Having a Ball: How you and your dog can have a positive mindset during training.
By Mary Angilly and Marc Behoff, Ph.D.
“Playing interactive games with dogs—like fetch, tug, and hide-and-seek—is the fast track to off-leash reliability. For some dogs, playing games becomes a passion that may rival walks, sniffing, and dog-dog play. All three games increase a dog’s desire to approach and stay close, greatly facilitating teaching—off-leash following and healing, and hence, loose-leash walking.”—Ian Dunbar, Barking Up the Right Tree, P. 197.
Numerous people seek out dog trainers for many different reasons. Because anyone can claim to be a dog trainer or teacher, it’s essential to carefully choose a trainer who has your dog’s best interests in mind and only uses positive, do-no-harm, and force-free methods.1,2 Dog training can lead to an increase in enrichment and choice for a dog; having a dog enjoy more freedom and feeling safe. But why is there so much focus on the end goal, rather than the process when training itself can be a form of enrichment? This essay was written with force-free dog trainer, Mary Angilly.
The Benefits of Enrichment
Enrichment refers to a process for improving the environmental and behavioral care of confined animals (companion dogs fall in this category) within the context of their behavioral needs.
There are a variety of benefits of enrichment, including but not limited to helping an individual combat the effects of stress, encouraging species-typical behaviors, allowing more choice over the individual’s environment, and preventing the development of abnormal behaviors (for example, stereotypes).
Different forms of enrichment.
Source: Mary Angilly
There are different types of enrichment and they often overlap in multiple capacities: social, physical, sensory, occupational-cognitive, and nutritional.
Training is most certainly a form of enrichment, but only if it’s fun and fulfilling for the individual participant. Here are some ideas for setting ourselves up for success when training with dogs.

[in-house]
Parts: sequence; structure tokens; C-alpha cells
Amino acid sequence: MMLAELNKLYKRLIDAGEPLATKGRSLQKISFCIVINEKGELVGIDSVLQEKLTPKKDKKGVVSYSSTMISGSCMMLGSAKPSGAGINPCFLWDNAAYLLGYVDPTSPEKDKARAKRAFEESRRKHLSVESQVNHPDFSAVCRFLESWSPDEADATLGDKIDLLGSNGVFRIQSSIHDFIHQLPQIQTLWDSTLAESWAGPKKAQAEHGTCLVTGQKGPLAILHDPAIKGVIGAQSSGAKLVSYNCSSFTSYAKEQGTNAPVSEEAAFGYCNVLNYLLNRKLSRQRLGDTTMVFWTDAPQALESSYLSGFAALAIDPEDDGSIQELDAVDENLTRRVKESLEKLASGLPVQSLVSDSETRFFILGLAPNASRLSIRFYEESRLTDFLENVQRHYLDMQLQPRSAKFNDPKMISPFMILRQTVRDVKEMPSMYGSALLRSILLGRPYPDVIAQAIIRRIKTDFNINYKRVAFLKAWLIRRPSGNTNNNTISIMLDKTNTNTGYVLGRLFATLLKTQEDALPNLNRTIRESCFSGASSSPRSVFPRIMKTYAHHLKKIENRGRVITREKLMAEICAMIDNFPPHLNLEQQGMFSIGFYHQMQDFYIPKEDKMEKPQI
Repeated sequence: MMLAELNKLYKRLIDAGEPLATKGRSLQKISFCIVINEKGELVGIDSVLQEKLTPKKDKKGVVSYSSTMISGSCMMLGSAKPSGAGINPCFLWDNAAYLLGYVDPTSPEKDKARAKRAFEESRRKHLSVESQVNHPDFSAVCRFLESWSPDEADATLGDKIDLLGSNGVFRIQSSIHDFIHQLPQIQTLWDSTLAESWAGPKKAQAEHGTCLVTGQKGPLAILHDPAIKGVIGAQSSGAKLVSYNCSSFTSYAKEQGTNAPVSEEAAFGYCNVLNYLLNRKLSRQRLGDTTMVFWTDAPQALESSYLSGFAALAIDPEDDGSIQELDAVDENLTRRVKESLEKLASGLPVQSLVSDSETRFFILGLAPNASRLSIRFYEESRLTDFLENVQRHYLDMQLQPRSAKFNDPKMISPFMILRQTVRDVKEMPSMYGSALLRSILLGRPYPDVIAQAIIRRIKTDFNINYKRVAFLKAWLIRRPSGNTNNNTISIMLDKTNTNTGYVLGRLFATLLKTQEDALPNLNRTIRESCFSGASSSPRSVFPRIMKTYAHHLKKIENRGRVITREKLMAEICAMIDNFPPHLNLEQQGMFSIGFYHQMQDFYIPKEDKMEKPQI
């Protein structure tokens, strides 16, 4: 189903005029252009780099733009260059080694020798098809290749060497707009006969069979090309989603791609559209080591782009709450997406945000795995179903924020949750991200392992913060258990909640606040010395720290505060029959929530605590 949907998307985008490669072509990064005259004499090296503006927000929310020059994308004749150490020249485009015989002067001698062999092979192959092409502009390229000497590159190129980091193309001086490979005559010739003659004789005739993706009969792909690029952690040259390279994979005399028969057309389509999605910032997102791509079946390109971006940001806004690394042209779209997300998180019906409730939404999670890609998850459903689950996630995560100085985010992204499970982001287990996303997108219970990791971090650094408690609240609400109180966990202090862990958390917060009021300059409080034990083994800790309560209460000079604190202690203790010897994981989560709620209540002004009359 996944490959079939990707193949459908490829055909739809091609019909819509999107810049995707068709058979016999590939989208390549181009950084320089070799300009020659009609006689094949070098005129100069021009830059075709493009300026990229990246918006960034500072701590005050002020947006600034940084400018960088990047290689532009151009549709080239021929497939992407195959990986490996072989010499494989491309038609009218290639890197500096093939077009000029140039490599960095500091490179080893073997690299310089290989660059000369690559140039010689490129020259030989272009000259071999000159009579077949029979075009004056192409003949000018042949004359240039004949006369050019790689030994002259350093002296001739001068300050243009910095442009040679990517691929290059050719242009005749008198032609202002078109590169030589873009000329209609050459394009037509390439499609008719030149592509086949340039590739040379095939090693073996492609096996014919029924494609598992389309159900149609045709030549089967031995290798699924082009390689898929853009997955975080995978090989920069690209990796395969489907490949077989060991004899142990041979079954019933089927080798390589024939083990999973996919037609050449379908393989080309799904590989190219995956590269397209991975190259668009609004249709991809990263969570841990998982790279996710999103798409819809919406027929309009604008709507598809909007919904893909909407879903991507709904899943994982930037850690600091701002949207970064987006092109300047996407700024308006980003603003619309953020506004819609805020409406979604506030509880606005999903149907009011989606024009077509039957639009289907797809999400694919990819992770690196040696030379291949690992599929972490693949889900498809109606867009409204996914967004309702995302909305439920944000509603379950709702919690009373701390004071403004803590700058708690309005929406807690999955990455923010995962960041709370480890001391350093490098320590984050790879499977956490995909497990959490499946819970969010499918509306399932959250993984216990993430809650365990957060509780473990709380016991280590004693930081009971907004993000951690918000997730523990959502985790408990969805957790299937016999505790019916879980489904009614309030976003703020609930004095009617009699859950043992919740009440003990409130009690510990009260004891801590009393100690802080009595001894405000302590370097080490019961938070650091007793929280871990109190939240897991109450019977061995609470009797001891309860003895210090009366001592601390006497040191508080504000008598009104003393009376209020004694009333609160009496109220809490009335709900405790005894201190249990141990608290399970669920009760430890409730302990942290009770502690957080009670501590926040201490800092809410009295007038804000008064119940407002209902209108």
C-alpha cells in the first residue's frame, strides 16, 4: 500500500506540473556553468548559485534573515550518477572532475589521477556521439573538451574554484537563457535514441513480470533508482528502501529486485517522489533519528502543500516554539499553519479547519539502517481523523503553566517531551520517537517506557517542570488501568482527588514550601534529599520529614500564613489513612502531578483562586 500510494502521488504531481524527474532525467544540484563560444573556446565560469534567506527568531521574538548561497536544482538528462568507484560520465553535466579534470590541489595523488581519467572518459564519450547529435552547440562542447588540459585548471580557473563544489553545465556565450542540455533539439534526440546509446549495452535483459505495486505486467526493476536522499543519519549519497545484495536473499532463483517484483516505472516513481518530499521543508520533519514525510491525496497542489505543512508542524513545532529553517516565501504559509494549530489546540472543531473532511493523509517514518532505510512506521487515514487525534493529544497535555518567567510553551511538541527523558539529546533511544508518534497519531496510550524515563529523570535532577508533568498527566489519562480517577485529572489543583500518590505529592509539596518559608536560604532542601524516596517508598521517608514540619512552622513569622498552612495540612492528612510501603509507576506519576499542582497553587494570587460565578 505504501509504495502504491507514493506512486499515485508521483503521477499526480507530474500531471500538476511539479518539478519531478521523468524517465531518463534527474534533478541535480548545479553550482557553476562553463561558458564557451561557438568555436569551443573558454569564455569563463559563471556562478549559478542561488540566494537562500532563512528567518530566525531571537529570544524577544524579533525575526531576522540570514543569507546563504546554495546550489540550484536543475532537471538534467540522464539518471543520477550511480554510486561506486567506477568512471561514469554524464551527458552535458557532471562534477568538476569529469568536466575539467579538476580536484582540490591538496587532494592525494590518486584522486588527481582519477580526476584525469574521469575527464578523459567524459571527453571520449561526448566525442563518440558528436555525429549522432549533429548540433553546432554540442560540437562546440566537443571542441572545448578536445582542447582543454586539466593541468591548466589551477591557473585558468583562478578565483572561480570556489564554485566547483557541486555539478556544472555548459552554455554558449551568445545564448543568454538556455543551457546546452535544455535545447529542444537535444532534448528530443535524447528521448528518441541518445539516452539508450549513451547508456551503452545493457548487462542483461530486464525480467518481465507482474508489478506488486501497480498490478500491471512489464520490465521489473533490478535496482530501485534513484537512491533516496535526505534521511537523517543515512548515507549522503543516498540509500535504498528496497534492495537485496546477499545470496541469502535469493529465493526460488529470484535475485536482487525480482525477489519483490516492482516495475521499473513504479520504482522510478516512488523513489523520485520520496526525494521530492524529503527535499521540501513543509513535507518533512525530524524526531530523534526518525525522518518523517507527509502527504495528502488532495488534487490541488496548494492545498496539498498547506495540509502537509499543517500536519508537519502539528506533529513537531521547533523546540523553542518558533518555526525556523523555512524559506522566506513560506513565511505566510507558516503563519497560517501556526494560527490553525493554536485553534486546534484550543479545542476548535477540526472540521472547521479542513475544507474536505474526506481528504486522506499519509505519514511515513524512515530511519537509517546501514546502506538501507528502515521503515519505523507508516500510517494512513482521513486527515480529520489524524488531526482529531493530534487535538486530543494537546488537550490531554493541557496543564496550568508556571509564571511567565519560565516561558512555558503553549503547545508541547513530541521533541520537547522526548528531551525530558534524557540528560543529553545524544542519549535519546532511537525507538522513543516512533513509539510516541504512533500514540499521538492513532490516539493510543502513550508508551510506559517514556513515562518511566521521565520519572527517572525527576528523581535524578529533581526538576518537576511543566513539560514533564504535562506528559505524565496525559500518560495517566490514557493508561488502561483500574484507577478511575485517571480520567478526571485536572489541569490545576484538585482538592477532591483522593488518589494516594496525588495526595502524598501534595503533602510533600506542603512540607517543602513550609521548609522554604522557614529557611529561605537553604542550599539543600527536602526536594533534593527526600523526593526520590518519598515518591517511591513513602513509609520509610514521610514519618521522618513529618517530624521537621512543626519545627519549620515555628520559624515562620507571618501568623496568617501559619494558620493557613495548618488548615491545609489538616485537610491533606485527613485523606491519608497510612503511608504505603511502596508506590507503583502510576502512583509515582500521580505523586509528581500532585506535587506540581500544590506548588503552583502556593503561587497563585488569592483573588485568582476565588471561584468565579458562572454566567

As with all things dog, here are general suggestions that should be tailored to each individual’s needs.
- Take time to play. Have fun. Emphasize building the habit of seeking joy and desire while training. If something is fun, you’ll want to keep doing it. If you treat training as a chore to slog through, your dog likely will as well. I encourage dog guardians to train with enthusiasm (be lively and generous with praise and happy talk), great motivators, and to keep sessions short with a lot of breaks for play in between. (See also Is a Bad Dog Really a Bad Dog?)
- Don’t be a perfectionist. There will be times when your dog won’t get things right or do what you’re hoping. It can feel frustrating when this happens, but nothing takes away the desire to learn more than an angry teacher; try to give your dog (and yourself) grace, and take a break from training when things aren’t feeling good for you or your dog.
- Make success easy. It’s tempting to rush to the end goal, and request a specific skill or behavior a dog hasn’t acquired yet, but this sets up a dog to fail and both dog and trainer to feel frustrated. Train with a plan. Start with what your dog can do, and gradually increase difficulty at levels your dog can achieve. Many attempt errorless learning but at the minimum, do your best to prevent your dog from making mistakes. This is your responsibility as the trainer, not your dog’s.
- Focus on the positive. Humans are hardwired to be negatively biased; it’s easy to unravel and catastrophize when a training session doesn’t go as well as planned. A not so great session or two is likely not as detrimental as you think. Consider logging or recording your sessions, this can help you remember what’s going right more objectively.
- Be patient and take your time. “I need my dog to be trained by X time” is a statement I’ve heard more times than I can count. Unfortunately, that’s not how training works. Deadlines create pressure, which creates rushing, which makes training fall apart. Take your time when training; be patient and present. Learning, teaching, and training don’t occur in a linear progression, which may not agree with our expectations or desire. Slow and steady is what will be more beneficial in the long run.
- Don’t pressure your dog. “Sit. Sit, I Said Sit!” Stepping toward your dog in a threatening manner is not helpful. Instead of rapidly escalating to repeating yourself and then physically pressuring your dog, wait a moment and give them time to think and process your request. If they’re still not responsive, then it’s time to evaluate what you’re asking, when, and how. Watch a dog’s body language closely if you see them being pressured like this; it’s likely this is stressful for them.
Some practical take-home messages
Instead of looking at training as a means to an end, we would be better served to focus on its function as a form of enrichment and a way of improving our relationships with our dogs. If training is fun for a dog, it will therefore be rewarding and they’ll want to train. If they are active, enthusiastic participants in their training sessions, and we are too, it can increase the human-dog bond, and be rewarding for all involved—“Wow, look what my dog and I can do.”
It’s usually pretty simple to get your dog to do something or not do something that you desire. Making it fun and a two-way ongoing negotiation is the best and only way to go.